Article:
Tuesday, January 13, 2009 By: Suzanne

Playing Catch Up

Yes, I've been neglecting my lovely blog lately. I can't even say I've been really busy because I've simply been lazy! And when I feel like being productive, I have instead cleaned house (oooohhhh, I know you're jealous) and worked on my new sewing project. This last is going pretty slow right now too because I'm also teaching my sis to sew. Considering I'm not an expert yet myself, this should be interesting.

However I have listened to a few new audio books while driving to and from work so I thought I'd put them all in one post. The first I started but did not finish. This is Ines of My Soul. The story is about a young Spanish woman who follows her husband when he goes off to the New World to make his fortune. The book seemed pretty interesting but there was one thing that turned me off and it happened so much that I just couldn't listen anymore. It's told from the point of view of a much older Ines telling about her younger self, which is fine. I've read lots of books that start in the future and then go back. However, she continually makes allusions to things that will happen later in the most annoying ways. "As you will see later," "As will be explained later," "Which would never come to pass," "If I had only known how it would turn out." These phrases are fairly irritating when used more than once. Yes, I believe you should only use this once in a book no matter how long that book is. It can make a certain impact when used correctly. If used too many times, it simply becomes irritating. If the book is 985 pages long, it should still only be used once. I listened to the audio book for an hour and she said it 10 times. I'm not sure how many chapters or pages that was but it wasn't very long of a time to have it said that many times! Just tell me the story as it happens. Quit telling me that something is going to happen or that I will see different results later. Just tell it and let it unfold naturally. So I wish I could tell you more about the book but I just got irritated and stopped listening. The book is already on it's way to it's new owner, care of Paperback Swap. I hope that person enjoys it more than me.

The next book I listened to was The Virgin's Lover. I have long been interested in the Tudors. Actually, one of my fascinations has been Jane Grey (not a Tudor but close enough). I saw Lady Jane when I was in high school and it has been one of my favorite movies since. I know an awful lot of useless things and one of them is the life of Jane Grey. She was a tragic figure. I read a wonderful book of historical fiction on her life about a year or so ago called Innocent Traitor, by Alison Weir.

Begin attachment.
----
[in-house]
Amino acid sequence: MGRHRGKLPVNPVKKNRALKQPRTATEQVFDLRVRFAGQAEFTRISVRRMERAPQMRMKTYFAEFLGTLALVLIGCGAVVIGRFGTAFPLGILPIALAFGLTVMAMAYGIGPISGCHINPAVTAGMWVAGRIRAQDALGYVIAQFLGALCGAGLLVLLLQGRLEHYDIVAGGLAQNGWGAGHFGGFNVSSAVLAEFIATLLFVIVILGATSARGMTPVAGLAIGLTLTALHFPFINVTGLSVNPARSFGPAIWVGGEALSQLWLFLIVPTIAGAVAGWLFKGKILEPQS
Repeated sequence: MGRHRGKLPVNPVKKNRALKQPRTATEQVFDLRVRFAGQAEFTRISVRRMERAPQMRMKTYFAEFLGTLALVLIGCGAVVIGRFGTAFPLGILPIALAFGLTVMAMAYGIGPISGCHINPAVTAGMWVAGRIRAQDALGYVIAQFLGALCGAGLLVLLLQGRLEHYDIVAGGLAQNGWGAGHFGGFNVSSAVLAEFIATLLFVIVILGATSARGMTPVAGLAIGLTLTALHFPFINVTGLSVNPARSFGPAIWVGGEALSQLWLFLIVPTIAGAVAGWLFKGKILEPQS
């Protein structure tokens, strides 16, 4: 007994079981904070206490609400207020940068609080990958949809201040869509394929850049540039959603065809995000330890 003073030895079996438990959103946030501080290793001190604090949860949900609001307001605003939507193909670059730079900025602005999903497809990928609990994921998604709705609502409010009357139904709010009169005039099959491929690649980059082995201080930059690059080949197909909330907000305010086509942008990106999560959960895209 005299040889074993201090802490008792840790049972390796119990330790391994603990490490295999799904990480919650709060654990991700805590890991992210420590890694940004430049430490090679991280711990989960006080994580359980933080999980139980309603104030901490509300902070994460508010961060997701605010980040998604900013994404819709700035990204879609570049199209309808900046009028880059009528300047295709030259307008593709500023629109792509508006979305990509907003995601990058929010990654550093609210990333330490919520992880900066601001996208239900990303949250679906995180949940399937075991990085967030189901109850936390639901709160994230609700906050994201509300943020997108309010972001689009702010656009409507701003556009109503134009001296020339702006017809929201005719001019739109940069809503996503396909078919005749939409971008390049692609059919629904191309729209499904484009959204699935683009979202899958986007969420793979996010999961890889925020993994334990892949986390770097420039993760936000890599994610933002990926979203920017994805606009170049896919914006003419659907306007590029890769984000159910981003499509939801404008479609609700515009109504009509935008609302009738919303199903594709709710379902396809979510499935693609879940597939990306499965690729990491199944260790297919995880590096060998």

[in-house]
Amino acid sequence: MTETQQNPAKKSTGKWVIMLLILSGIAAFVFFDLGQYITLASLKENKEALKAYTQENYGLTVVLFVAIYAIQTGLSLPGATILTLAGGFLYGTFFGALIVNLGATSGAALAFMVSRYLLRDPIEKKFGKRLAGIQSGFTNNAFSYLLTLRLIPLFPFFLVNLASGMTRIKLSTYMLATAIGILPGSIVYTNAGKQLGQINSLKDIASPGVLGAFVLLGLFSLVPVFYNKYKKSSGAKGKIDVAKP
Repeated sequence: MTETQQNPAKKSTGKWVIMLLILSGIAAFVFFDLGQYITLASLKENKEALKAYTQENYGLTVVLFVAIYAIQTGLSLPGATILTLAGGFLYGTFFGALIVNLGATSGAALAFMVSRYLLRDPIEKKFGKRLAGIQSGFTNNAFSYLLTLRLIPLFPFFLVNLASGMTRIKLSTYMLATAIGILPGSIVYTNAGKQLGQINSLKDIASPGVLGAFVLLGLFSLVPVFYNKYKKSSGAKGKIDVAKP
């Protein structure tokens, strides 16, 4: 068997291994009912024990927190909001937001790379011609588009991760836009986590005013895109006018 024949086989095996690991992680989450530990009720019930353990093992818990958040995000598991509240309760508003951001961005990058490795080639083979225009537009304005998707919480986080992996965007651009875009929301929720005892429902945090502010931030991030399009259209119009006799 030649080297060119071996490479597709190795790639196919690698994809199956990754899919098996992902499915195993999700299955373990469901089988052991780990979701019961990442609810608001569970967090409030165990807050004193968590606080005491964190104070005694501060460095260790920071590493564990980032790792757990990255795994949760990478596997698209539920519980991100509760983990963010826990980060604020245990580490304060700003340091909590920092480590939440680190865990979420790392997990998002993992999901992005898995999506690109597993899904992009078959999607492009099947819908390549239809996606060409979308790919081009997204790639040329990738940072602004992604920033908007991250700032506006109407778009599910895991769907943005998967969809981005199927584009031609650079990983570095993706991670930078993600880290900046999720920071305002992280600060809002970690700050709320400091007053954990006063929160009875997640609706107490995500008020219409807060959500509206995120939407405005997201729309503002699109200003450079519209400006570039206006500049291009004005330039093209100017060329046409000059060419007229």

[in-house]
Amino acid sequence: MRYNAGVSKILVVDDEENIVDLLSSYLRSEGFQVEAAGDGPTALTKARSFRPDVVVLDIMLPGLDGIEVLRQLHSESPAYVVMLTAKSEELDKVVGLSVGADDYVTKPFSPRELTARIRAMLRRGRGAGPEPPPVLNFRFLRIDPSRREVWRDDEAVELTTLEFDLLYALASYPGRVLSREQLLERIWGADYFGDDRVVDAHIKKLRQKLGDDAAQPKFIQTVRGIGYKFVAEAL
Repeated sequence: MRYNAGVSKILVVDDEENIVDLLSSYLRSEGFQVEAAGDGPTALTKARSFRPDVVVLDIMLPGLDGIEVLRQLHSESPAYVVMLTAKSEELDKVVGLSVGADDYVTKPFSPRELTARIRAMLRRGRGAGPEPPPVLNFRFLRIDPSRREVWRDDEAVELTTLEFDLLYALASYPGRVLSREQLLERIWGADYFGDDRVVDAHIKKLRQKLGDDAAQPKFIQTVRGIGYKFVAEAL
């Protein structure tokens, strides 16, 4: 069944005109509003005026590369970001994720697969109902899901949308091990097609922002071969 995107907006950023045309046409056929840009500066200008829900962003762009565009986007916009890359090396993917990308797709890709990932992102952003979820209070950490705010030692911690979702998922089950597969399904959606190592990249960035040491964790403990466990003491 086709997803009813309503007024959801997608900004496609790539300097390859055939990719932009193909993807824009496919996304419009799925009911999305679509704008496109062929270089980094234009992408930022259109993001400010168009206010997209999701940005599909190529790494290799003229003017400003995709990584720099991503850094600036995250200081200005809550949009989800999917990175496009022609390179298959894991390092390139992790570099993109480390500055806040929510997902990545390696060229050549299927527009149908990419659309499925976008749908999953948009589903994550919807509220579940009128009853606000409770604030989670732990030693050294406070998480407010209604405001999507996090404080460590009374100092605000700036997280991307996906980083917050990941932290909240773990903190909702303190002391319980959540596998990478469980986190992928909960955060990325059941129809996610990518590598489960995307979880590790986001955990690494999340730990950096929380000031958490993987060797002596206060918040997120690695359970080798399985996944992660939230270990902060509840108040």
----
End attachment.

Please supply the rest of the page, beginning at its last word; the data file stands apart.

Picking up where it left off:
Anyway, The Virgin's Lover is another book of historical fiction about the romance between Queen Elizabeth I and Robert Dudley (not coincidentally, the brother of Jane Grey's husband, their father was terribly ambitious). I really enjoyed this book. I was constantly on the edge of my seat as if I didn't already know what was going to happen! The only criticism I have is that I really didn't like Queen Elizabeth in this book. I've always thought of her as a strong woman who did not need to lean on men to rule. She was painted very differently in this book; fairly weak. Although, she stood up for herself in the end, throughout the book I kept thinking: "Why are you so weak and stupid?"

I also listened The Andromeda Strain. I saw the movie a couple years ago and thought the book must be better. I was surprised to find that the movie follows the book pretty closely, except for the fact that one of the doctors is a woman in the movie. I enjoyed this and it's fairly quick read so I would recommend it. Like most Crichton books, I have no criticism. I think he blends a little bit of horror with science fiction in modern life very well.

The last audio book I listened to recently (I finished it today) was forever by Pete Hamill. This is another that I am HIGHLY recommending. This starts in the 18th century with a young Irish man, Cormac, who sets out for New York to avenge the death of his father. In the process he saves an African shaman turned slave from an angry mob. The shaman then gifts him with eternal life with one stipulation. He can never leave the island of Manhattan or it will be suicide. There's a little too much violence in the book for my taste, but overall the story is very good.

And yes, I did actually read a book with my eyes instead of my ears. It's so much easier lately to listen since I drive so much. I finished reading Speaker for the Dead for the third time. There is a very good reason this is one of my favorite books. I wish I could share it with everyone I love. I wish they could see it the way I do.


Audio Books said...

Just hopped over here from Library Thing.